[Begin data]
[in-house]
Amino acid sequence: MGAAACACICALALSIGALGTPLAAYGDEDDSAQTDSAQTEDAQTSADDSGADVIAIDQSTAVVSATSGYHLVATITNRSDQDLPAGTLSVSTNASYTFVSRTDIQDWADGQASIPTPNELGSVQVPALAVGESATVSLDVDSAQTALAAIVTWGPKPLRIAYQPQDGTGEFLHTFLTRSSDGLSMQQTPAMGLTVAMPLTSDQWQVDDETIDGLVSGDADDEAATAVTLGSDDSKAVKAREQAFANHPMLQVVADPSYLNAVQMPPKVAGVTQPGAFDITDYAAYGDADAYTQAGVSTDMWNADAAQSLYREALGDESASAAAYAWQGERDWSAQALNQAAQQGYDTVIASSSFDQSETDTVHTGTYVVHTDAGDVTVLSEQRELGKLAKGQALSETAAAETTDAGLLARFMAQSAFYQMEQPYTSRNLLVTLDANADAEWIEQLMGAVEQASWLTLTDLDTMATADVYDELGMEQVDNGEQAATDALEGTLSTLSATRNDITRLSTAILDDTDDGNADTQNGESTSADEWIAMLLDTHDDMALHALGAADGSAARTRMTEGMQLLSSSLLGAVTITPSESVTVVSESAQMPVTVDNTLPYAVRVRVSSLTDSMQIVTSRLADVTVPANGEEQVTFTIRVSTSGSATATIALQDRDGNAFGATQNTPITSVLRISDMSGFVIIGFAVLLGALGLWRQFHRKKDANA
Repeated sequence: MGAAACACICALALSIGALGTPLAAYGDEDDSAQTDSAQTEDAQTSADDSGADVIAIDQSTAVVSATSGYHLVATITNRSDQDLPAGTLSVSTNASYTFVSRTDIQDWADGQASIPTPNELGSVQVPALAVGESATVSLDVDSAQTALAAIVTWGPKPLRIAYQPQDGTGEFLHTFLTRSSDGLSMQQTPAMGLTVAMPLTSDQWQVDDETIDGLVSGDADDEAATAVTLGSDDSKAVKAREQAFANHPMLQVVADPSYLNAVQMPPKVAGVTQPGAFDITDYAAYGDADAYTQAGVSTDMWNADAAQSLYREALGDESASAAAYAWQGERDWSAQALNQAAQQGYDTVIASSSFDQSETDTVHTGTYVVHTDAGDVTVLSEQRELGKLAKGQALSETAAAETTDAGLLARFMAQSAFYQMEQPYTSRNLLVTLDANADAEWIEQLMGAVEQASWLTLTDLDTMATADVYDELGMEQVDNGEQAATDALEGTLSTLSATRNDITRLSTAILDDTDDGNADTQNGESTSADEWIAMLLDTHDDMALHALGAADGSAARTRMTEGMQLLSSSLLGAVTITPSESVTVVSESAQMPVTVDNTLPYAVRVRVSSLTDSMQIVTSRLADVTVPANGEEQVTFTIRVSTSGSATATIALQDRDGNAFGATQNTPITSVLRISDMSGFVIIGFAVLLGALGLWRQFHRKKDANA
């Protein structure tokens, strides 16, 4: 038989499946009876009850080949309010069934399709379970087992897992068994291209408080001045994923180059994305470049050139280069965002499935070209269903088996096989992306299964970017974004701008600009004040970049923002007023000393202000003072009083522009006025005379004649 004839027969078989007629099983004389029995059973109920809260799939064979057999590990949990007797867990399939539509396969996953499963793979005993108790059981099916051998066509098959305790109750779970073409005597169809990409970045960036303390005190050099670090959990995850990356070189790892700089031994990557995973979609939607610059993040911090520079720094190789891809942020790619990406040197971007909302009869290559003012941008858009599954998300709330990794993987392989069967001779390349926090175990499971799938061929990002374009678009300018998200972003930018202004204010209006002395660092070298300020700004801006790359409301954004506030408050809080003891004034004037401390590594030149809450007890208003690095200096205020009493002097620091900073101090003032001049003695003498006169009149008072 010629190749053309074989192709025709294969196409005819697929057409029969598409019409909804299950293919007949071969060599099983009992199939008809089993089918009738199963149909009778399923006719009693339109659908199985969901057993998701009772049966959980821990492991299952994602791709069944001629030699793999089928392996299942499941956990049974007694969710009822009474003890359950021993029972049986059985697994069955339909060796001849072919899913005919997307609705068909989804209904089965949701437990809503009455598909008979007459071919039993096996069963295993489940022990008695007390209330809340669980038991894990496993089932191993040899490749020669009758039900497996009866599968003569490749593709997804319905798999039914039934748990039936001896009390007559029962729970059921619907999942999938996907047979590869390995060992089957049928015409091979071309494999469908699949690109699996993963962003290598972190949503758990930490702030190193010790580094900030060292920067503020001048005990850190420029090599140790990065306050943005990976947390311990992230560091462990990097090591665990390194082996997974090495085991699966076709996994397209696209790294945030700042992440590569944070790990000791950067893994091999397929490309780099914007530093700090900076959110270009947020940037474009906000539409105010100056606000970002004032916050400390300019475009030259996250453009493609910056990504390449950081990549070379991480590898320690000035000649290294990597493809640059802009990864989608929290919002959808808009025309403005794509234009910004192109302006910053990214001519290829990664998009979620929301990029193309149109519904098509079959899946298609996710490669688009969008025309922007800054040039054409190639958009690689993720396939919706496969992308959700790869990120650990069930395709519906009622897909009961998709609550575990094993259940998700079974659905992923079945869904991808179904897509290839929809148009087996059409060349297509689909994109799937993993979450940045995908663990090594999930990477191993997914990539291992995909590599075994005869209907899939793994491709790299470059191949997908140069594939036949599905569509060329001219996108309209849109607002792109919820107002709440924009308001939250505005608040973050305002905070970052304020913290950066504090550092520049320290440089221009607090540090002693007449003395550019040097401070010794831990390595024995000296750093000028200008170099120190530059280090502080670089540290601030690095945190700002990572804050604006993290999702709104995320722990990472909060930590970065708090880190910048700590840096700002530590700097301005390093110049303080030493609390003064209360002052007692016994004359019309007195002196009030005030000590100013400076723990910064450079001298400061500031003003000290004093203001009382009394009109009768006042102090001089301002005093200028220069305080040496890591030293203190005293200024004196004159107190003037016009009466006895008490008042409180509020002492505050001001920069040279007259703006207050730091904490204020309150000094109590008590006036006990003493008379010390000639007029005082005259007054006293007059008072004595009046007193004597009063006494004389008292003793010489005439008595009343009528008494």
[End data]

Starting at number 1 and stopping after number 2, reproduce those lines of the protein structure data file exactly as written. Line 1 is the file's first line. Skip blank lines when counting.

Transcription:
[in-house]
Amino acid sequence: MGAAACACICALALSIGALGTPLAAYGDEDDSAQTDSAQTEDAQTSADDSGADVIAIDQSTAVVSATSGYHLVATITNRSDQDLPAGTLSVSTNASYTFVSRTDIQDWADGQASIPTPNELGSVQVPALAVGESATVSLDVDSAQTALAAIVTWGPKPLRIAYQPQDGTGEFLHTFLTRSSDGLSMQQTPAMGLTVAMPLTSDQWQVDDETIDGLVSGDADDEAATAVTLGSDDSKAVKAREQAFANHPMLQVVADPSYLNAVQMPPKVAGVTQPGAFDITDYAAYGDADAYTQAGVSTDMWNADAAQSLYREALGDESASAAAYAWQGERDWSAQALNQAAQQGYDTVIASSSFDQSETDTVHTGTYVVHTDAGDVTVLSEQRELGKLAKGQALSETAAAETTDAGLLARFMAQSAFYQMEQPYTSRNLLVTLDANADAEWIEQLMGAVEQASWLTLTDLDTMATADVYDELGMEQVDNGEQAATDALEGTLSTLSATRNDITRLSTAILDDTDDGNADTQNGESTSADEWIAMLLDTHDDMALHALGAADGSAARTRMTEGMQLLSSSLLGAVTITPSESVTVVSESAQMPVTVDNTLPYAVRVRVSSLTDSMQIVTSRLADVTVPANGEEQVTFTIRVSTSGSATATIALQDRDGNAFGATQNTPITSVLRISDMSGFVIIGFAVLLGALGLWRQFHRKKDANA